Success is not final, Failure is not Fatal

Winston Churchill said: “Success is not final, failure is not fatal: it is the courage to continue that counts.” 

We are 21 days into the “Lord’s Table” and I pray that you are doing your best to work towards success, but if you, like myself, missed some days it’s not too late to start again.black-women-fat-health-eating-carbs-new-study-16x9-980-c

The modern world was not designed for weight loss. The food industry in America produces more calories than we can consume. It also makes foods that are more caloric and more tempting — sweeter, fattier, saltier and more addicting — than our brains evolved to handle. Restaurants prioritize aesthetics over health, and retailers prioritize profits over nutrition.

This means we need to be vigilant about our choices every day, and to plan ahead to make sure we have healthy options at hand when we are at work, traveling, and at home. We can’t assume there will be a safe choice unless we take responsibility for providing it.

Every successful endeavor requires desire, discipline, and delight. Success is not final because we always “Press towards the mark”.

The God of the Bible is the God of the second chance, a God who prefers to mend rather than discard. In Matthew 12:20, it is said of our Lord Jesus that “a bruised reed He will not break and a smoking flax He will not quench.” The reed was used by shepherds as a kind of flute and once cracked, was discarded. A smoldering wick was also useless for giving light. These references represent people who are damaged goods and rejected by others and society at large. God’s commitment in Christ is to mend and heal such people, not to “break” them or to “quench” them. When we land hard, Christ’s nailed-pierced hand is there to help us bounce back.

Therefore, when it comes to failure don’t fail to remember:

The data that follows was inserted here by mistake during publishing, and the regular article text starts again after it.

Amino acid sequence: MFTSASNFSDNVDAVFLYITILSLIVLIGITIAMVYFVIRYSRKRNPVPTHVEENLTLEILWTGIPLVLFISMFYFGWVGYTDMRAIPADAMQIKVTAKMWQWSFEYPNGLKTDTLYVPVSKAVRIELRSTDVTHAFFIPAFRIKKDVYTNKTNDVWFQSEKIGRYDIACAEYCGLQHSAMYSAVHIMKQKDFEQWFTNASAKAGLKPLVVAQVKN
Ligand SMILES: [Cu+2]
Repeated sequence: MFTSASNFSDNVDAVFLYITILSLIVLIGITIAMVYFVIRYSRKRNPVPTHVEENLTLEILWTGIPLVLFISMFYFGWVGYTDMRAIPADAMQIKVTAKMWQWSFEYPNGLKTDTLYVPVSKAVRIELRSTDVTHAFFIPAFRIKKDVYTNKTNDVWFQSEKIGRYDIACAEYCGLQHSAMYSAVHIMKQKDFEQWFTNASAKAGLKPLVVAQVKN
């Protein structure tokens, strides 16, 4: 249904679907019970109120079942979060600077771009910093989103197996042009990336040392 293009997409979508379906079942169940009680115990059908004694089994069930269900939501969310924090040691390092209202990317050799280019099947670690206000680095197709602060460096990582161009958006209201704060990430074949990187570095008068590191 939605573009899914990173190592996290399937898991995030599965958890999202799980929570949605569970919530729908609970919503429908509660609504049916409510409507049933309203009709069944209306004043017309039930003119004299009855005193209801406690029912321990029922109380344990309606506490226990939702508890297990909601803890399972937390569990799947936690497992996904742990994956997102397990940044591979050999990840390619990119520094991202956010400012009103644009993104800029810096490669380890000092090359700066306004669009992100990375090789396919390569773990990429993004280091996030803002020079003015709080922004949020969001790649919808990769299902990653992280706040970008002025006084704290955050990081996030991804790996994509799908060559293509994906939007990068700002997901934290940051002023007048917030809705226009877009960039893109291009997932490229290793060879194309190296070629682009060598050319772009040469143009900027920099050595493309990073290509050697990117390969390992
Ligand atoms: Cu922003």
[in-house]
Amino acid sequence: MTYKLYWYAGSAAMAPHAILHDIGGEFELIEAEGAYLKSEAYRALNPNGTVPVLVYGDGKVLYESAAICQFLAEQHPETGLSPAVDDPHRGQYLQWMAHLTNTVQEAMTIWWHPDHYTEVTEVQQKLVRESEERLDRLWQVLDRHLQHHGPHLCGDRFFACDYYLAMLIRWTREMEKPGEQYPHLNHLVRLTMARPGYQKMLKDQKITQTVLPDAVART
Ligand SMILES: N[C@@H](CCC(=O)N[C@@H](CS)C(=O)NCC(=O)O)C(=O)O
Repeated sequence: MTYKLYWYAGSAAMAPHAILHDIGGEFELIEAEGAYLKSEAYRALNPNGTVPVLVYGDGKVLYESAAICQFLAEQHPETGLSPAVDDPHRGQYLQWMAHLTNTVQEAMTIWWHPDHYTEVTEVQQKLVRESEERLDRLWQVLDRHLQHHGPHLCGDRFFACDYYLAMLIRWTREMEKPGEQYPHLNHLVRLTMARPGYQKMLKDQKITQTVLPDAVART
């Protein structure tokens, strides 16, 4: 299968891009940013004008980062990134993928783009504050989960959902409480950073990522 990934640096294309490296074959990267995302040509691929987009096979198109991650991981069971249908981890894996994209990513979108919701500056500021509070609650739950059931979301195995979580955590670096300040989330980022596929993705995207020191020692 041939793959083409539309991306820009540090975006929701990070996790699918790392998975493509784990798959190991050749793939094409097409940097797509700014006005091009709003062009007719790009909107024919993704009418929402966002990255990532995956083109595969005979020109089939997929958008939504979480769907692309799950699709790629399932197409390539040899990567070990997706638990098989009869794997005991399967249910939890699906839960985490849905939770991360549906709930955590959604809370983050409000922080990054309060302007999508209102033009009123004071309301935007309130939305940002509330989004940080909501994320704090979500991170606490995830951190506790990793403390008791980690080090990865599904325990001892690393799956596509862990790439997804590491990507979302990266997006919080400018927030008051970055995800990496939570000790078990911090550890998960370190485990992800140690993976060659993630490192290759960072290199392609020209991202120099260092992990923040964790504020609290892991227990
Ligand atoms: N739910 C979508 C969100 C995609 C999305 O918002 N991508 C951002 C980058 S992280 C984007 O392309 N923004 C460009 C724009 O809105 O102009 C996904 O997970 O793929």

One, we all fail. As the offspring of Adam and children of dust, it is not hard for us to muck things up. Abraham was a liar. Jacob was a deceiver. Moses was a murderer. David was an adulterer. Peter was a blasphemer. Morally speaking, no one has a perfect score (Rom. 3:23). The best of us are really not that good.

Two, we can fail well. There is such a thing as “failing forward” by learning from what we have done wrong, repenting, and laying hold of God’s forgiveness. We can drown in guilt or we can swim back to shore helped by the incoming tide of God’s grace. For example, Elijah emerged from his failure a new man with a new mission (1 Kings 19:15-16). Peter was strengthened after his failure and set to work again by Christ (Luke 22:31-32). We must not waste our sorrows or sins. They must be allowed to temper and teach us about our sorry selves and the One who is greater than all our sin. So fail successfully.

Three, our failures don’t cause God to fail. Heaven is never shaken by the stumbles of God’s servants. In case you have never noticed, many of the heroes of Hebrews 11 were reclaimed failures. Abraham the liar, Jacob the swindler, Moses the murderer, and David the adulterer are all in there. Our failures thankfully, do not tie God’s hands. God is a potter who works with mud and is able to take that which is marred and remake it into a thing of beauty (Jer. 18:1-6). God loves to restore the broken and brittle and then parade them before the world as trophies of His grace.

Failure is never final unless you give up!

Eat at the “Lord’s Table today family!

Published by Benjamin

Servant of all I meet through the power of Jesus, Husband of one, Sandra, father of three and grateful to express my faith. Because like the apostle Paul I was once one of the worst of sinners, but through grace, mercy and peace from God now I am saved eternally.

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